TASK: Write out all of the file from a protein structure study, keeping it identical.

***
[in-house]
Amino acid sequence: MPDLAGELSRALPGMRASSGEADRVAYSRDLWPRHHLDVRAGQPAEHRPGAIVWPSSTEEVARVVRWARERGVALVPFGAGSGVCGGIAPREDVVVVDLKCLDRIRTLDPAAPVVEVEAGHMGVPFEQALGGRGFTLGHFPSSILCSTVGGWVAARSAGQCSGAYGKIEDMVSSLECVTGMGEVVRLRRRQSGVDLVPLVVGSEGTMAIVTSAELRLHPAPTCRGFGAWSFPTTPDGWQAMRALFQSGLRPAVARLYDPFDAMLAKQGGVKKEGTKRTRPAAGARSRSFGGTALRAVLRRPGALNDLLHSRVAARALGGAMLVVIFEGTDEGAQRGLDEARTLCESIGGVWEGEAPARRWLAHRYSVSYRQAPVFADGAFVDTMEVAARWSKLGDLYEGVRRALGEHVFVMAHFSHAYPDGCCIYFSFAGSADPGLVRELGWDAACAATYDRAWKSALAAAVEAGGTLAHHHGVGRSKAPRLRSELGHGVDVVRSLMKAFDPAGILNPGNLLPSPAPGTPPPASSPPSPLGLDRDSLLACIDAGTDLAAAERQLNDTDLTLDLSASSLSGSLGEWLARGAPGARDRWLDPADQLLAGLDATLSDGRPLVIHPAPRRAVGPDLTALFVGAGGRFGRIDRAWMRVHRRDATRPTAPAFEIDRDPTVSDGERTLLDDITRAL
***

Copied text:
[in-house]
Amino acid sequence: MPDLAGELSRALPGMRASSGEADRVAYSRDLWPRHHLDVRAGQPAEHRPGAIVWPSSTEEVARVVRWARERGVALVPFGAGSGVCGGIAPREDVVVVDLKCLDRIRTLDPAAPVVEVEAGHMGVPFEQALGGRGFTLGHFPSSILCSTVGGWVAARSAGQCSGAYGKIEDMVSSLECVTGMGEVVRLRRRQSGVDLVPLVVGSEGTMAIVTSAELRLHPAPTCRGFGAWSFPTTPDGWQAMRALFQSGLRPAVARLYDPFDAMLAKQGGVKKEGTKRTRPAAGARSRSFGGTALRAVLRRPGALNDLLHSRVAARALGGAMLVVIFEGTDEGAQRGLDEARTLCESIGGVWEGEAPARRWLAHRYSVSYRQAPVFADGAFVDTMEVAARWSKLGDLYEGVRRALGEHVFVMAHFSHAYPDGCCIYFSFAGSADPGLVRELGWDAACAATYDRAWKSALAAAVEAGGTLAHHHGVGRSKAPRLRSELGHGVDVVRSLMKAFDPAGILNPGNLLPSPAPGTPPPASSPPSPLGLDRDSLLACIDAGTDLAAAERQLNDTDLTLDLSASSLSGSLGEWLARGAPGARDRWLDPADQLLAGLDATLSDGRPLVIHPAPRRAVGPDLTALFVGAGGRFGRIDRAWMRVHRRDATRPTAPAFEIDRDPTVSDGERTLLDDITRAL